Calls for the Philadelphia Eagles to make a quarterback switch came weeks earlier than that, as Wentz struggled through the worst season of his career. Then-coach Doug Pederson resisted for a while, understanding the weight and potential consequences of such a decision. But with the Eagles trailing the Green Bay Packers 20-6 in Week 13, and the offense once again stuck in neutral, Pederson went to Hurts early in the third quarter.
Hurts brought the offense to life and pumped some juice back into the season. He beat the 10-2 New Orleans Saints the following week in his first career start, and despite up-and-down play over the final three games, he proved to be the more effective quarterback of the two. However, the move to Hurts set in motion a chain of events that led to a disgruntled Wentz being traded and Pederson and most of his staff being fired.
Lessons from that situation should be applied one year later with the Eagles quarterback position once again the subject of conversation. Gardner Minshew got the start Sunday in place of the injured Hurts and lit up the New York Jets, going 20-of-25 for 242 yards with two touchdowns in a 33-18 win. Tight end Dallas Goedert (six catches, 105 yards, two TDs) had a career day and the passing game was efficient, stoking curiosity about what the offense might look like with Minshew at the helm on a longer-term basis.
Coach Nick Sirianni did his best to end the debate before it had a chance to gain steam.
"He's played really good football when he's in," Sirianni said of Hurts, "so when he's healthy and he's back, he'll be our starter."
Hurts has earned that right.
He is coming off the first three-interception performance of his career against the New York Giants and has been inconsistent in the passing game -- his 60.1 completion percentage ranked 28th in the NFL entering Week 13 -- but overall, he's had the offense operating at a pretty high level. The Eagles rank eighth in red zone success rate (66 percent), fifth in third-down conversions (45.4%) and 10th in points per game (25.9) under Hurts. Hurts is second among quarterbacks with 695 rushing yards, behind only Lamar Jackson. From Weeks 7-11, Hurts was the No. 1-ranked QB in the NFL in QBR (75.0) before taking a step back against New York.
This is not a case of the starting quarterback holding a team back. There is not a similar desperation as last year to get things kick-started.
Even if there were, switching to Minshew would not be the right answer. Unlike other positions where you can change starters without much blowback, flipping quarterbacks can have an irreversible impact. It can cause split allegiances in the locker room and force players to second-guess the coaching staff and the entire operation. The chances of pushback are far greater when the demoted QB has cemented himself as a respected team leader, as Hurts has.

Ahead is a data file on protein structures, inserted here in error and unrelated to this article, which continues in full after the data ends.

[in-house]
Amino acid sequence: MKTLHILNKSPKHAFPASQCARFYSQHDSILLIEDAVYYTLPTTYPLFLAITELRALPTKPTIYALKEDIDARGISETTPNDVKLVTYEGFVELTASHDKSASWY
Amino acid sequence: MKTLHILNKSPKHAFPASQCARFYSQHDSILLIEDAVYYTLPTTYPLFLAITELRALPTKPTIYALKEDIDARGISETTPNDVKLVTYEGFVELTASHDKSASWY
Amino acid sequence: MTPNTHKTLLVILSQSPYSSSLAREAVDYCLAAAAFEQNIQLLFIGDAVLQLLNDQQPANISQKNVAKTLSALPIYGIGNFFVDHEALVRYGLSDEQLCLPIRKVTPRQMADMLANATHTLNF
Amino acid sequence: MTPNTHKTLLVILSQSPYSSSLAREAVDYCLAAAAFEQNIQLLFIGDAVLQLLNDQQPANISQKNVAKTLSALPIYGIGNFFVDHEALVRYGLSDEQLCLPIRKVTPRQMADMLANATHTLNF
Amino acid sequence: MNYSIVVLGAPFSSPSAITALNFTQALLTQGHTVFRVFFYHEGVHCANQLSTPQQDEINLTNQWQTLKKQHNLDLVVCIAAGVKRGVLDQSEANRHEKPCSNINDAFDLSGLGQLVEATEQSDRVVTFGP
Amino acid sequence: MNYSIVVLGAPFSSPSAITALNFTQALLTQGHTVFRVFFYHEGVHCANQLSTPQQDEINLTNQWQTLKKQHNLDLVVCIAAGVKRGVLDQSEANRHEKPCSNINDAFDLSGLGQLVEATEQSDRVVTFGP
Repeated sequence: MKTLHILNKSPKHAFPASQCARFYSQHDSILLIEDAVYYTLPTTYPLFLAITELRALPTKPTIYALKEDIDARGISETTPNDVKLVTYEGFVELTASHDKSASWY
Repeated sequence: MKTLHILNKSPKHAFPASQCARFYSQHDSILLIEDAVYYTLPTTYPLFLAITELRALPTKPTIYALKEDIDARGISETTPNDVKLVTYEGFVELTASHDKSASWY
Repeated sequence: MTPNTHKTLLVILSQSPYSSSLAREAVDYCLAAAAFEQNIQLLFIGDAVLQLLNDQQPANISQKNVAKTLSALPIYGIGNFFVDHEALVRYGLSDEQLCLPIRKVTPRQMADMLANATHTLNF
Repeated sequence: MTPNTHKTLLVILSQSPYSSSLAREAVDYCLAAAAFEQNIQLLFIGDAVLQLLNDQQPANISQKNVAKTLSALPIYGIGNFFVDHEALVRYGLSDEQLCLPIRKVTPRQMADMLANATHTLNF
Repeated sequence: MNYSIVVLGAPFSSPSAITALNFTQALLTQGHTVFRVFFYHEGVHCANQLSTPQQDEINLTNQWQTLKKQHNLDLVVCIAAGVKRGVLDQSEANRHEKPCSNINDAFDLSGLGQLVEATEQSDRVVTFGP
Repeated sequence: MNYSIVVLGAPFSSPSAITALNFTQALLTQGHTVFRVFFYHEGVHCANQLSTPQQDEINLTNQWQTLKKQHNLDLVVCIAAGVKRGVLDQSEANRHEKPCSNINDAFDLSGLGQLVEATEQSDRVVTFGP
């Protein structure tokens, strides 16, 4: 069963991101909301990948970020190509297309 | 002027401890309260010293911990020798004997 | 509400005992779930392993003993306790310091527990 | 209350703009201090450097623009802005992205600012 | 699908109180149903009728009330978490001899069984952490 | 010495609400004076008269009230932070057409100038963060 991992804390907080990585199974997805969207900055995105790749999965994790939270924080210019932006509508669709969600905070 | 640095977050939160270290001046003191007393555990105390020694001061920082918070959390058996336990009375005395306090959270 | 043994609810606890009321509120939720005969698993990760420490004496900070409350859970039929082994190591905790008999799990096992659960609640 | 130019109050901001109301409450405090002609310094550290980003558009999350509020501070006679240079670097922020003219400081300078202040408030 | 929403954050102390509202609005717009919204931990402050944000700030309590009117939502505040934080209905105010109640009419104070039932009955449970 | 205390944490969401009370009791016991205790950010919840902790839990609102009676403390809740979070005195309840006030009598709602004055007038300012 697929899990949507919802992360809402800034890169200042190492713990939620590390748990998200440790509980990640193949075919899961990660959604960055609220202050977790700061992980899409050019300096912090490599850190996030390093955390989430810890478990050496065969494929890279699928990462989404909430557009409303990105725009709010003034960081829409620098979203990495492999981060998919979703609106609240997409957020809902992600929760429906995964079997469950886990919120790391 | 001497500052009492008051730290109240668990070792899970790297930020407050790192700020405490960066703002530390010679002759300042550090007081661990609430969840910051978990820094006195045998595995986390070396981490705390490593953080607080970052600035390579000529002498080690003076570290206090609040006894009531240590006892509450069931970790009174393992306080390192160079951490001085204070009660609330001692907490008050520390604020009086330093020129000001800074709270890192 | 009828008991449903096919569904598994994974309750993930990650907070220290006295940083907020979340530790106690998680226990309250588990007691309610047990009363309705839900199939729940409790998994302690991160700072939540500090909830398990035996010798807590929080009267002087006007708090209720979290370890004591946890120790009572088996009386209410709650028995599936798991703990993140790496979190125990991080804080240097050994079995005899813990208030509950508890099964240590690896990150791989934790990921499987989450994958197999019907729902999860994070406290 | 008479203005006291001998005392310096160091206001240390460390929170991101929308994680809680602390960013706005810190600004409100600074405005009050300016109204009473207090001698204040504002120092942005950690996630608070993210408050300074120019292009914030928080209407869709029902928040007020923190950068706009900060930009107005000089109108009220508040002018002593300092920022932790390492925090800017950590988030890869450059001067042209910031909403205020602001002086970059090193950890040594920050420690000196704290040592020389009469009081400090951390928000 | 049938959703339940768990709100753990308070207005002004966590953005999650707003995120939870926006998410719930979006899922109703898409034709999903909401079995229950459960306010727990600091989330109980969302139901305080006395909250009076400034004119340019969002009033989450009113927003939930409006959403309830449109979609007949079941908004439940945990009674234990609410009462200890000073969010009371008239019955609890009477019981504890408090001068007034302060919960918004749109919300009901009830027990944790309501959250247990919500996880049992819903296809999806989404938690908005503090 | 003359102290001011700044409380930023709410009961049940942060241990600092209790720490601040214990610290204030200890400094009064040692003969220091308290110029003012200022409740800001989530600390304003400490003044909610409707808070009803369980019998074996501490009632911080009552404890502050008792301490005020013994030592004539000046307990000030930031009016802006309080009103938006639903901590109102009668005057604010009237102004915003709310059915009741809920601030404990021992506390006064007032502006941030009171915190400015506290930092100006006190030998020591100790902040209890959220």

With Wentz, whatever trust he had left in the organization flew right out the window the moment he was replaced in the lineup. The risk is not worth the reward in testing the relationship with their current QB1.
With Wentz being granted a trade in the offseason, Hurts was handed the controls. The team has shifted into a state of transition, and with the Eagles holding upwards of three first-round picks in April's draft -- capital they can use to pursue a quarterback if they so choose -- this season became largely about figuring out whether Hurts could be the long-term answer.
That remains the most important question facing the Eagles. There are four games remaining on the regular-season schedule, giving Philadelphia four more opportunities to evaluate Hurts before making a franchise-altering decision.
Minshew can be an effective quarterback. He has 39 career touchdowns to 11 interceptions. He looked really good on Sunday. But it was against the Jets, who have a habit of making opposing quarterbacks look really good. Even before giving up 418 yards to the Eagles on Sunday, the Jets' defense was the NFL's worst through the first 12 weeks, according to ESPN's Football Power Index.
Minshew mania is fun. It's natural to wonder what the offense might look like in their next game against Washington with him at the controls.
But you don't have to look back very far at this team's history to know that short-sighted quarterback decisions often blow up in your face.